Most attempts to make Dresnok look sympathetic are offset by Dresnok himself. He is a hard living man whose heart and liver problems were self-inflicted by years of heavy drinking and smoking. Neither Dresnok nor Jenkins have aged well, but Jenkins looks especially worse for the wear, and looks to be in his late seventies even though he was in his early to mid sixties at the time of filming. As this article is being written, both Dresnok and Jenkins are still alive, which seems to be a minor miracle considering their lifestyles and appearance. It is with similar amazement that the Democratic People’s Republic of Korea is not only still around, but that their hatred against the United States has not eased with time.
With the death this week of Supreme Leader Kim Jong-Il, North Korea is at a crossroads. The few things we know about his son and successor, Kim Jong-Un, are mostly about his days as an adolescent NBA fan, with a particular affinty towards the Michael Jordan-era Chicago Bulls. North Korean footage taken from Kim Il-Sung’s death in 1994 is unintentionally hilarious, as the entire nation literally becomes hysterical from his passing, as if they were watching The Beatles perform and die at the same time.
As James Joseph Dresnok enters his final years, we have no idea as to his thoughts on Kim Jong-Il’s passing. Is he looking back to the death of Kim Il-Sung, or to the famine that decimated the DPRK during Jong-Il’s reign? Is Dresnok thinking of the past, and how he spent almost fifty years as a stranger in his adopted homeland? Or his he thinking about his own mortality and the future, where his sons will become the Western face of a notoriously anti-Western country, albiet one led by someone who has had a taste of American culture, and liked what he saw?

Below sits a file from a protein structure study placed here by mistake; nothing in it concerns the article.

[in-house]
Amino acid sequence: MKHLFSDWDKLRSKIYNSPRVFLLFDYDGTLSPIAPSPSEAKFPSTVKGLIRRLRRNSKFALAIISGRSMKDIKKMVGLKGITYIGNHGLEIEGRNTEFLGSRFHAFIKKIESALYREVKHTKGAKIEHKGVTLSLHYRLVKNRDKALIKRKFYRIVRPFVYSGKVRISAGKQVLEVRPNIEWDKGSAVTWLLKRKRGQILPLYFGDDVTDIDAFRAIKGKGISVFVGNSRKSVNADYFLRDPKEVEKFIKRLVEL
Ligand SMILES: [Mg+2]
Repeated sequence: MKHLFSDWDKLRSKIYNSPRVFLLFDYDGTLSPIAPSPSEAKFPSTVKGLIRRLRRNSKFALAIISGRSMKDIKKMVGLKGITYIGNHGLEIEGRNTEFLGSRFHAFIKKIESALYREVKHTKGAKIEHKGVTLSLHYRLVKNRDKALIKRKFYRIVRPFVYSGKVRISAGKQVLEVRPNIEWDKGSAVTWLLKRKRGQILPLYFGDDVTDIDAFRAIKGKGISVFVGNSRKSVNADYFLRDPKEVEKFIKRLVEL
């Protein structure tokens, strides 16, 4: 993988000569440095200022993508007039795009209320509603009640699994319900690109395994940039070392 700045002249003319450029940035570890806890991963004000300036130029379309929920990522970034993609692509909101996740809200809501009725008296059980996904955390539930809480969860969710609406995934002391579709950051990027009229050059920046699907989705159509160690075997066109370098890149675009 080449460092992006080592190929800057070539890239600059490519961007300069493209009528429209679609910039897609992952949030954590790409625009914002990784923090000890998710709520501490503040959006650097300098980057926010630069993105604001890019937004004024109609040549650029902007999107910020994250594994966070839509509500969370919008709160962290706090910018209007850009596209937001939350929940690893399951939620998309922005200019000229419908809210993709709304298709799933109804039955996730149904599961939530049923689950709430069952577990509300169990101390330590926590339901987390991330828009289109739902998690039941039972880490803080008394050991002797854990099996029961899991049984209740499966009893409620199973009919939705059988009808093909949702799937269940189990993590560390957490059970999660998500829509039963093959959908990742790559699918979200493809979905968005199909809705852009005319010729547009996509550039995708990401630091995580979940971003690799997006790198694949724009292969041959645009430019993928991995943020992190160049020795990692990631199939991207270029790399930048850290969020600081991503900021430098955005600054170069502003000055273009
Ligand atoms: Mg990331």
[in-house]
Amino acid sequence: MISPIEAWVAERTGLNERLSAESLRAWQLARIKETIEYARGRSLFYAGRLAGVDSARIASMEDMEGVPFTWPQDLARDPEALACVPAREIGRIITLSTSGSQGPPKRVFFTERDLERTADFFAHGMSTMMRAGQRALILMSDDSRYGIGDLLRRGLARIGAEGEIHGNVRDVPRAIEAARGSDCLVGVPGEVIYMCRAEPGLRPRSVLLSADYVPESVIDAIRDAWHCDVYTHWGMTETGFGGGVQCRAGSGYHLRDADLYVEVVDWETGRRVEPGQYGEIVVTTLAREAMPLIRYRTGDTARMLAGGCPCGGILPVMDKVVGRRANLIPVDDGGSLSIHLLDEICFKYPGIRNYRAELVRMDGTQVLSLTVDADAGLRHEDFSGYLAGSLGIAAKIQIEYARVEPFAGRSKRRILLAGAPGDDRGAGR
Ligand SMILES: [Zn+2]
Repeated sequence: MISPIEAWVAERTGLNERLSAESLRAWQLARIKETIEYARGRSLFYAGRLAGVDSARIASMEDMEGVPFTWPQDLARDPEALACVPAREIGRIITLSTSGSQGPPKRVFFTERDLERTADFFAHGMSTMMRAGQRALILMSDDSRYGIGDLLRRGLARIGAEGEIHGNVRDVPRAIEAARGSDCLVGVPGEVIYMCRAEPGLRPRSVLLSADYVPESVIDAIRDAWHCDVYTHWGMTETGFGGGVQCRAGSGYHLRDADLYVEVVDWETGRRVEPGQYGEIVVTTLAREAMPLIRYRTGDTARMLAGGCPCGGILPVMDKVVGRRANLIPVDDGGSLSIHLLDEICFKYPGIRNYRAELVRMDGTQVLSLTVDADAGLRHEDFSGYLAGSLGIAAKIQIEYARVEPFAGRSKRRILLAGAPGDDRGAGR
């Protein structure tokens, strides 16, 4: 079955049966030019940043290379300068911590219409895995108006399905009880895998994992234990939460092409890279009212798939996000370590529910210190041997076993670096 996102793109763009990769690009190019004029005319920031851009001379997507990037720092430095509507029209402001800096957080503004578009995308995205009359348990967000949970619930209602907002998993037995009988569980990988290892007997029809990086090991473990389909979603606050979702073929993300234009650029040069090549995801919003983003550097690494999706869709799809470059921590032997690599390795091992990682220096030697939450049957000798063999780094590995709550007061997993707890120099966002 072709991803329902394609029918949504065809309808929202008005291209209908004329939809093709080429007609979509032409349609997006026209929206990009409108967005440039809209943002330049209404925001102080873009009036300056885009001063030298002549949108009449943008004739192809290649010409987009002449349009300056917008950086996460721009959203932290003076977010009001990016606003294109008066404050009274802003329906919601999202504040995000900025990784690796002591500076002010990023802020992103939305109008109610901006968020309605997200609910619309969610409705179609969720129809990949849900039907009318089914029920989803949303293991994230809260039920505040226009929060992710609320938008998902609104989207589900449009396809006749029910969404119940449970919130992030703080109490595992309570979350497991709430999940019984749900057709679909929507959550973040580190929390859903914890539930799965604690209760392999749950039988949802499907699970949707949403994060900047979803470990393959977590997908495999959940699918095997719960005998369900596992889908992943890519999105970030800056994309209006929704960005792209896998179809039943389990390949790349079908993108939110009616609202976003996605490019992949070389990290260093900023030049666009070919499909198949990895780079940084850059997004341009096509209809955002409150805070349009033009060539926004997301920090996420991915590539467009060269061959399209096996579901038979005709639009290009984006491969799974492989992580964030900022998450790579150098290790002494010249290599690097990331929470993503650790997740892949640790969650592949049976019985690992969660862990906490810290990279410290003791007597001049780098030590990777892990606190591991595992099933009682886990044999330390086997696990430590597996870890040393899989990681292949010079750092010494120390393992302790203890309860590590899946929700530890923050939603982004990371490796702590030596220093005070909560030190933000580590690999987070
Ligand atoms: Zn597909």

The Korean War ended in a bitter stalemate between the Communist north and the United Nations-backed south, and a decade into the uneasy peace, North Korean sentiment towards the Americans who fought and killed their people were understandably adversarial. When a handful of U.S. soldiers defected into the DPRK, they had no idea that the rest of their lives would be defined by their crossing of the 38th Parallel.
References And Further Reading:“The Dear Leader Takes Care Of Me”. The Guardian, September 9, 2008. An interview with James Joseph Dresnok, who expected then-front runner John McCain to win that year’s U. S. Presidential election.
“The Strange Saga Of Charles Robert Jenkins”. Asia Times, June 5, 2004. An article about Charles Robert Jenkins, immediately after seeking asylum in Japan.
“All Slammer, No Glamour: The Reluctant North Korean Film Star”. Vice, 2009. An interview with Jenkins, after the publication of his book, The Reluctant Communist.
Crossing The Line Screening Q&A and Introduction, 2007. An introduction and Q&A with producer Nicholas Bonner at The Bookworm in Beijing. Includes detail of how they gained access to Dresnok and Jenkins in the first place, after doing two documentaries if not sympathetically portraying North Korea, then at least giving a balanced portrait.
North Korean Diary: Fortune’s Favorites. conelrad.blogspot.com, August 28, 2010. A look into an English-language DPRK propaganda pamphlet, complete with a group photo of the defectors (although Jenkins’ photo has been obviously added in after the fact) and a “diary” of Dresnok’s alleged experiences after defecting to North Korea.
North Korean Heir Is Basically That Guy You Knew In 1996 Who Always Wore A Toni Kukoc Jersey: deadspin.com, July 16, 2009, updated December 19, 2011. Exactly what you think it’s about.